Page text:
Copyright Troll Submits Entire Filing About How 'Radical, Quasi-Anarchist' EFF Should Be Blocked From Participating In Case

from the that's-not-going-to-go-over-well dept

While not everyone agrees with the EFF’s position on various issues, the group is still pretty widely respected in legal circles. So it seems a bit odd that a copyright troll has apparently decided to spend an entire filing trying to block the EFF from filing an amicus brief (“friend of the court” brief) in one of its cases, attacking the EFF directly as some sort of “radical” and “quasi-anarchist” group. The lawsuit involves Prenda Law, who took over the cases formerly brought by divorce lawyer-turned-copyright troll John Steele. I hadn’t been following it closely, but sometime last year, Steele apparently handed his practice off to Prenda — though there have been some questions over whether or not Steele is still involved and to the legality of the transfers.

Either way, Prenda clearly does not like the EFF and basically spends the entire filing insulting the organization based on next to nothing. A few examples:

  • The EFF is opposed to any effective enforcement and litigation of intellectual property law, which seeks a platform by which to advance its agenda.
  • The EFF is an anti-intellectual property group, which appears in the present action merely in order to obstruct or delay Plaintiff’s copyright infringement litigation.
  • The EFF’s crusade continues, despite their lack of success, not out of any concern for proper application of the law.
  • The EFF Is a Radical Special-Interest Group Generally Opposed to Any Effective Or Efficient Enforcement of Intellectual Property Law
  • This mission is radical, quasi-anarchist, and intrinsically opposed to any effective enforcement of intellectual property rights.
  • their history of advocating lawlessness on the Internet suggests that their purpose is not to help this Court administer justice, but to hinder and obstruct the process

It also focuses on the fact that the EFF failed in one of its attempts to question whether or not joining together so many defendants was proper — in a case presided over by a judge who had only recently joined the bench, after a stint as an RIAA lobbyist. It ignores that the EFF has won its argument that joinder is improper many more times than it has lost. Hopefully the court sees through this.

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Companies: eff, prenda

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Comments on “Copyright Troll Submits Entire Filing About How 'Radical, Quasi-Anarchist' EFF Should Be Blocked From Participating In Case”

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95 Comments
Designerfx (profile) says:

Re: Re:

it’s the good old political way, coming back around.

I hope politicians are happy to have used this technique so often that basically everyone uses it for mudslinging now.

Yet another example of “when you do something stupid, and do it publicly, other people are going to copy it”. On a bigger scale, I really hope politicians become more aware of idiocy like this, instead of “let’s overreact again and let other people use it to their advantage”.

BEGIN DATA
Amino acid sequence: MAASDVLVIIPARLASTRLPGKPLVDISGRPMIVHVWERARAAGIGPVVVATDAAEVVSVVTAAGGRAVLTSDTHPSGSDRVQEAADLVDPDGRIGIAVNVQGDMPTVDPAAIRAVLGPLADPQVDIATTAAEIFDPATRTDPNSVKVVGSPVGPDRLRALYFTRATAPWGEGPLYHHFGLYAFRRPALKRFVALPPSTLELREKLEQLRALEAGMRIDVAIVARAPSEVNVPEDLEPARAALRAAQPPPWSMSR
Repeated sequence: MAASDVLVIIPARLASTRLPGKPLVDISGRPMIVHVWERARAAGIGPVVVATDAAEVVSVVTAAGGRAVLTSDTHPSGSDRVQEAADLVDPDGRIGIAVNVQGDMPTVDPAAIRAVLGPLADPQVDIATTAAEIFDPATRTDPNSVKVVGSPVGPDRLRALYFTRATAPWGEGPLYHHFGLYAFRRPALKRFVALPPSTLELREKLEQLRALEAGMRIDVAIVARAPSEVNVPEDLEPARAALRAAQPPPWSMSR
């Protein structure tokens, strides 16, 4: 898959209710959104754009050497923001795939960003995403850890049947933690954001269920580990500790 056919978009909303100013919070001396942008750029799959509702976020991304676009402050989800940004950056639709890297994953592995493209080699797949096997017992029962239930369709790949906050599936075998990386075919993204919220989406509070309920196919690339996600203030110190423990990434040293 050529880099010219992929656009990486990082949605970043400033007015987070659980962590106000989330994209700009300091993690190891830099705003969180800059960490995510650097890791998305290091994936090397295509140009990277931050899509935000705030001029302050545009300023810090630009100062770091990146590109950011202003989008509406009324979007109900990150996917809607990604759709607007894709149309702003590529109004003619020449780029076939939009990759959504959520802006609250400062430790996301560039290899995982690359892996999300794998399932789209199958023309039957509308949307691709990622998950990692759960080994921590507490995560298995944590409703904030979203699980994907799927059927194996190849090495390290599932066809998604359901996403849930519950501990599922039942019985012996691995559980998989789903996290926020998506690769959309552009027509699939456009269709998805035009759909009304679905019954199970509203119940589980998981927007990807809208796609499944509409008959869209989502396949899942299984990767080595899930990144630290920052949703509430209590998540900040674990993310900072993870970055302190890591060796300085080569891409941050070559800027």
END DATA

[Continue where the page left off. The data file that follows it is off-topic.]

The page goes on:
Suja (profile) says:

1. The MAFIAA is opposed to any effective enforcement and litigation of fair use & freedom of expression, which seeks a platform by which to advance its agenda.

2. The MAFIAA is an anti-cultural freedom group, which appears in the present action merely in order to milk as much money as possible from the public via Plaintiffs & copyright infringement litigation.

3. The MAFIAA?s crusade continues, despite their lack of success, not out of any concern for proper application of the law.

4. The MAFIAA Is a Radical Special-Interest Group Generally Opposed to Any Effective Or Efficient Enforcement of Freedom of Culture, Speech or Public interest.

5. This mission is radical, corrupt, and intrinsically opposed to any effective enforcement of public rights.

6. Their history of advocating totalitarian control on the Internet suggests that their purpose is not to help this Court administer justice, but to hinder and obstruct the process.

zZzZz

Anonymous Coward says:

I just saw this video making a long board by 901martha on Jun 25, 2011, I almost cried, why can’t every kid start designing and making their own stuff?

Anyways, I wonder if a boy that designed and manufactured his own long board could get in trouble for “stealing” drawings from someone else, when I saw the drawings on the board, alarm bells started ringing in my head, is that drawing original? was inspired by something else? would anybody sue children trying to stop them from using those in their toys?

Also I saw the iModela 3D Printer which is a mini CNC router that can carve objects. In the table I was seeing a lot of adorable characters produced by it.

Would this people have the balls to sue people for producing illegal physical objects?

We are living in interesting times.

That Anonymous Coward (profile) says:

Duffy is known for filing and dumping cases when they get assigned to Judges who don’t roll over and give him what he wants. He then refiles and hopes for a better assignment. Someone might think that is forum shopping, but no ones said boo about it.

Pretenda (nope thats how I read it cope) is working in Florida so they can take advantage of the state law for a Writ of Pure Discovery. This allows them to ignore the rules about joinder and other things that are settled in the trolling cases. They often pile multiple works into 1 cheap $350 filing, where in the Federal Courts each one needs to be filed for each film.

SJD seems pretty sure that Steele is still connected to Pretenda, but they are currently getting their teeth kicked in.
A case was filed against Hard Drive for their shakedown, and asks the court among other things to rule that porn does not further the arts and can not be copyrighted.
http://fightcopyrighttrolls.com/2012/01/31/defendant-strikes-back-sues-hard-drive-productions-and-steeles-extortion-outfit/

I hope SJD has time to stop by and shed more light on this. Steele isn’t one of my main targets so I’m not as up to date as I could be.

sophisticatedjanedoe says:

Thanks TAC, and thanks Mike for spreading the word (and linking).